City Fringe consultation

The GLA has published for consultation a draft City Fringe Opportunity Area Planning Framework.  This will become Supplementary Planning Guidance (SPG) when approved. Consultations close on Friday 13 February. Download documents at  The area now covered by this “city fringe” term is much larger than in earlier usage and surprises many people.

city fringe OA

Inspector’s report issued #falp14

The report by the Inspector on the Further Alterations to the London Plan 2014 has been published on the  GLA website

It starts with: Non-Technical Summary

“This report concludes that the London Plan as changed by the Further Alterations provides an appropriate basis for the strategic planning of Greater London provided the suggested and further suggested changes are made and my recommendations are accepted.

The recommendations can be summarised as follows:

  •   Committing to an immediate full review of the London Plan
  •   Removing references to London Boroughs being required carry out their own assessments of objectively assessed housing need
  •   Allowing London Boroughs to set their own income criteria with regard to intermediate housing

Just Space will add comments when they are ready.

London’s Industrial Land: Cause for concern

Cedar Way Ind Estate

Members of Just Space Economy and Planning (JSEP), Jessica Ferm and Edward Jones (Bartlett School of Planning, UCL), have recently completed a working paper, London’s Industrial Land: Cause for Concern, which will be presented at the JSEP seminar on 15 January 2015 at The Cass, Aldgate (further information to be posted here shortly).

The starting point of the paper is a concern with the on-going loss of industrial land in London, over and above targets for ‘managed release’ set in various iterations of the London Plan, and the potential impacts of the recent Further Alterations to the London Plan, which facilitate further release of industrial land in new designated Opportunity Areas and around transport nodes, in order to accommodate London’s future housing needs. The paper provides a wide-ranging review of research – including academic studies, think-tank and consultants’ reports, employment land reviews and business surveys – and draws on further evidence and examples across London, to argue that:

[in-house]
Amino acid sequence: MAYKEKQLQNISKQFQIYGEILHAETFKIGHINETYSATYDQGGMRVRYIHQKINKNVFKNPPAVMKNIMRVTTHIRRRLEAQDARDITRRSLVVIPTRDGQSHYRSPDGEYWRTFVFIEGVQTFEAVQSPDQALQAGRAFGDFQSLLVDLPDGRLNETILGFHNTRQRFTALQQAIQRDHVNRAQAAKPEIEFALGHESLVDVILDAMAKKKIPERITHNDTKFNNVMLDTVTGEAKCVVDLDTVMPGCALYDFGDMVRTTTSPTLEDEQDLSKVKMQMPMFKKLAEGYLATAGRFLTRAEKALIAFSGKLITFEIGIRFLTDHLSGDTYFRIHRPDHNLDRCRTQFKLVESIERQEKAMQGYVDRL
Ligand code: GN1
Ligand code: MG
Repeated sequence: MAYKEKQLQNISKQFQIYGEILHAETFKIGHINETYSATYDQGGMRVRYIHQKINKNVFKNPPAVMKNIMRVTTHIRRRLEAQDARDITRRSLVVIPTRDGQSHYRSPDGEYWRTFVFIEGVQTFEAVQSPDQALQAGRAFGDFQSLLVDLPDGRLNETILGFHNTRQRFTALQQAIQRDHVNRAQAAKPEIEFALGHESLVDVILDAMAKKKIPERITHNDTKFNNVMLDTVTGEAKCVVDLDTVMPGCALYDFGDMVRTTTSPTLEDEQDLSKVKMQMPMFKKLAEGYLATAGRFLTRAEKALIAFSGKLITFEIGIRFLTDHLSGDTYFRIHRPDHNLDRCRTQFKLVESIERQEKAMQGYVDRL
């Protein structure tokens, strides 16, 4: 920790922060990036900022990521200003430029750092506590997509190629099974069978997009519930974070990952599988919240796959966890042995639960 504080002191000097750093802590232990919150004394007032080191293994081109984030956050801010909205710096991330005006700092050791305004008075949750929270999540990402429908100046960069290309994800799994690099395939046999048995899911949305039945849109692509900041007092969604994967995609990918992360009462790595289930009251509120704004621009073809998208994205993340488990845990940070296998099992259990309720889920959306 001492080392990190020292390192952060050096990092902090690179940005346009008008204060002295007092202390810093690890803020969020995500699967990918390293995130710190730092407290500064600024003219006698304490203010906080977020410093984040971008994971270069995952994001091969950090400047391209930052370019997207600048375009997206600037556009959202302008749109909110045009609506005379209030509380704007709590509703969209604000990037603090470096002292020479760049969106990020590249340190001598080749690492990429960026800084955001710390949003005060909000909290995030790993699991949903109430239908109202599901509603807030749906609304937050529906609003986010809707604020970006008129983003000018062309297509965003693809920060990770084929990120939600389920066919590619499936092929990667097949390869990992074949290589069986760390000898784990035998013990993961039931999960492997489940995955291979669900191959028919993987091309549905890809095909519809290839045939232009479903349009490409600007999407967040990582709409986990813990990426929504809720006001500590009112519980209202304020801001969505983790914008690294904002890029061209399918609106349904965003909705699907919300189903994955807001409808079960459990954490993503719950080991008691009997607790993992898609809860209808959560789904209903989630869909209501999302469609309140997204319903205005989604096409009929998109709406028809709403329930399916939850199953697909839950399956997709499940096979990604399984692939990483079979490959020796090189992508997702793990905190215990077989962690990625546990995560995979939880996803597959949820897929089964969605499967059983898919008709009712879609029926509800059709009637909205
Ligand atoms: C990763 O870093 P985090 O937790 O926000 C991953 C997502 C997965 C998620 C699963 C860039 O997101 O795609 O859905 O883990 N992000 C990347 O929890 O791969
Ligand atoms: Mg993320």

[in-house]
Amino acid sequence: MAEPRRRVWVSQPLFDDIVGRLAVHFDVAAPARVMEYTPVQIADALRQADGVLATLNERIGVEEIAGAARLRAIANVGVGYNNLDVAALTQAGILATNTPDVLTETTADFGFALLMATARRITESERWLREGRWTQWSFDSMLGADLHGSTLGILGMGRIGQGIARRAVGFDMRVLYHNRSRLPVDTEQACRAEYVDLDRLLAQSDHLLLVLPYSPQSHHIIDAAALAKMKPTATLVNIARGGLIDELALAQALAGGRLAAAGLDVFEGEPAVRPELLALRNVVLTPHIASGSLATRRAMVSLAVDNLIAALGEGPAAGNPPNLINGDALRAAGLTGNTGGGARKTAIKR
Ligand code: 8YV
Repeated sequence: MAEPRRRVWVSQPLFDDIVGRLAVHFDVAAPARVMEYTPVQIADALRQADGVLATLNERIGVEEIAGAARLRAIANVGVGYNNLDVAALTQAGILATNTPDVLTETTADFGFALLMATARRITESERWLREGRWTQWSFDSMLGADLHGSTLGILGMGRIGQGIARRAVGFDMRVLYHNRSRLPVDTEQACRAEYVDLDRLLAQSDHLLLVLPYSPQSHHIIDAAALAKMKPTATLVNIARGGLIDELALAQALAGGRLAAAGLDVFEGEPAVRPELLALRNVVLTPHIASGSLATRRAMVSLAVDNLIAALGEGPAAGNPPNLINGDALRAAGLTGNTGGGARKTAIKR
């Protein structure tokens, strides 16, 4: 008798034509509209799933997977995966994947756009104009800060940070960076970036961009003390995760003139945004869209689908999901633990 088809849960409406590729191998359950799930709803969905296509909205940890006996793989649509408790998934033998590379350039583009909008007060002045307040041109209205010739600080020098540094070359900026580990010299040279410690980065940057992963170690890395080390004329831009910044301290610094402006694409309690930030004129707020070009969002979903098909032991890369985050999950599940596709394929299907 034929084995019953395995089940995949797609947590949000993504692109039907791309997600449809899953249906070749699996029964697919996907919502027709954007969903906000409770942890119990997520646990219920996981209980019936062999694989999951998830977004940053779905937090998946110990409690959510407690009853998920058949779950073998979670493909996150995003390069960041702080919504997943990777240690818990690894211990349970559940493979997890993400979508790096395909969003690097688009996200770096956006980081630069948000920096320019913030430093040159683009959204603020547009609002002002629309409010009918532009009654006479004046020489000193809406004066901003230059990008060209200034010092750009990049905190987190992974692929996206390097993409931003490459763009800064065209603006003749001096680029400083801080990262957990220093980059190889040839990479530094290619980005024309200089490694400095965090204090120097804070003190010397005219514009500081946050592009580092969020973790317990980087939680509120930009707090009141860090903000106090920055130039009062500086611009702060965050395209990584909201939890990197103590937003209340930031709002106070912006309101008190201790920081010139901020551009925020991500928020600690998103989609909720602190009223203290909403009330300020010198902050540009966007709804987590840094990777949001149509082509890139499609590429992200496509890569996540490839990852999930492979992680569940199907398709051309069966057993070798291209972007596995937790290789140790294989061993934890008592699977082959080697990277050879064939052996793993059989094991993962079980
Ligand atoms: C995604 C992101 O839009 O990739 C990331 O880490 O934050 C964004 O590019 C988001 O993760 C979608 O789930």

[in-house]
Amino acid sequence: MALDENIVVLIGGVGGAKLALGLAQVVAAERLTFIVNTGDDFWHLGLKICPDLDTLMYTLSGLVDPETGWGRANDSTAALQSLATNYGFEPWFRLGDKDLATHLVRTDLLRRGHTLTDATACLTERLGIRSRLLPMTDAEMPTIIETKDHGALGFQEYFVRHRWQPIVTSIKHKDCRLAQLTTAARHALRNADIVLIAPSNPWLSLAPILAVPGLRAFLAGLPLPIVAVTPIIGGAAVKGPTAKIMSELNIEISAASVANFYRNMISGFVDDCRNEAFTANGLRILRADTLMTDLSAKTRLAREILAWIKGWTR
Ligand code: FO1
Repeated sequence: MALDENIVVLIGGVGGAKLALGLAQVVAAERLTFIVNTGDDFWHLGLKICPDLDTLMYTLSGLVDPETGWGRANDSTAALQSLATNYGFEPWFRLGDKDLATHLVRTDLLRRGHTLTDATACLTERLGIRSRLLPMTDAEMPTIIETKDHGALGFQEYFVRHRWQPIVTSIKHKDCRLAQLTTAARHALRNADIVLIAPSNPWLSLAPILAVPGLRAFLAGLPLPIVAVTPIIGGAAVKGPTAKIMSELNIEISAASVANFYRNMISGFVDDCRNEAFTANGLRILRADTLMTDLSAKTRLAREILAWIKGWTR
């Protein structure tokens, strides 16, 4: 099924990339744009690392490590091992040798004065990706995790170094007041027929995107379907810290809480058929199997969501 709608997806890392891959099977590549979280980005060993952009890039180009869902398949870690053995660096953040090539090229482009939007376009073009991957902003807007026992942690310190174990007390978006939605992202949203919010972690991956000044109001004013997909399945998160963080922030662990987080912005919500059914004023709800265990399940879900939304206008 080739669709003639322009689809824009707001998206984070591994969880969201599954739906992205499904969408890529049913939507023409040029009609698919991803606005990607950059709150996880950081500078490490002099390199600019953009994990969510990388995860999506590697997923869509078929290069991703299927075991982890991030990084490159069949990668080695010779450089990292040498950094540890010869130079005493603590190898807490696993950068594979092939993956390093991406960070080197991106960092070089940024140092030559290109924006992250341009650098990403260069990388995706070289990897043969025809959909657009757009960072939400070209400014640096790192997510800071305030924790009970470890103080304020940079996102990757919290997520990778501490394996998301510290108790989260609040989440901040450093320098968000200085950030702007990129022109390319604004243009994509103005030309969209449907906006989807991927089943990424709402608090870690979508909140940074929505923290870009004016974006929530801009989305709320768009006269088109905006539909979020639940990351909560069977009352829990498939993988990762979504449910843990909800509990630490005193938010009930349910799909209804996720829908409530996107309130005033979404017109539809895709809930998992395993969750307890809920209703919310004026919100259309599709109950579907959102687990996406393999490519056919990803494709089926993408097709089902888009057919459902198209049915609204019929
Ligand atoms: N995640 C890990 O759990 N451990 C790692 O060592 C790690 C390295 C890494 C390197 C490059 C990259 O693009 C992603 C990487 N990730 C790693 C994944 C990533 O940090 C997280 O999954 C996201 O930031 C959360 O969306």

• The nature of manufacturing is changing, but is still thriving and important for London’s future growth – the loss of manufacturing in London in recent years has primarily been due to real estate speculation rather than deindustrialisation.
  • Aside from manufacturing and core industrial uses, a range of other activities and businesses occupy premises on industrial land, benefiting from its relative affordability and lack of proximity to housing.  
  • Together these activities provide vital support to London’s economy and residents, and contribute to London’s diversity, vibrancy and overall status as a World City – as London continues to grow, it will need more (not less) of these goods and services.  
  • Businesses occupying premises on industrial land are locally dependent and part of a delicate local industrial ecology, where suppliers, customers and employees rely on a network of interdependent relationships.  Disrupting this can have far reaching consequences.
  • The move away from separating industrial land towards mixed use in London’s built environment – both on ideological grounds and in response to housing need – will have negative consequences, both for the well-being of Londoners, and for London’s sustainability.

The on-going loss of London’s industrial land is therefore a cause for concern: London’s broader economy and population will suffer if the current policy trajectory is not revised. There is urgency to this. The UK Government has proposed to further deregulate the planning system to facilitate conversion of industrial land to housing without the need for planning permission.  Concern is particularly acute in London where land value differentials between industrial and residential use are likely to drive redevelopment if Permitted Development Rights are extended.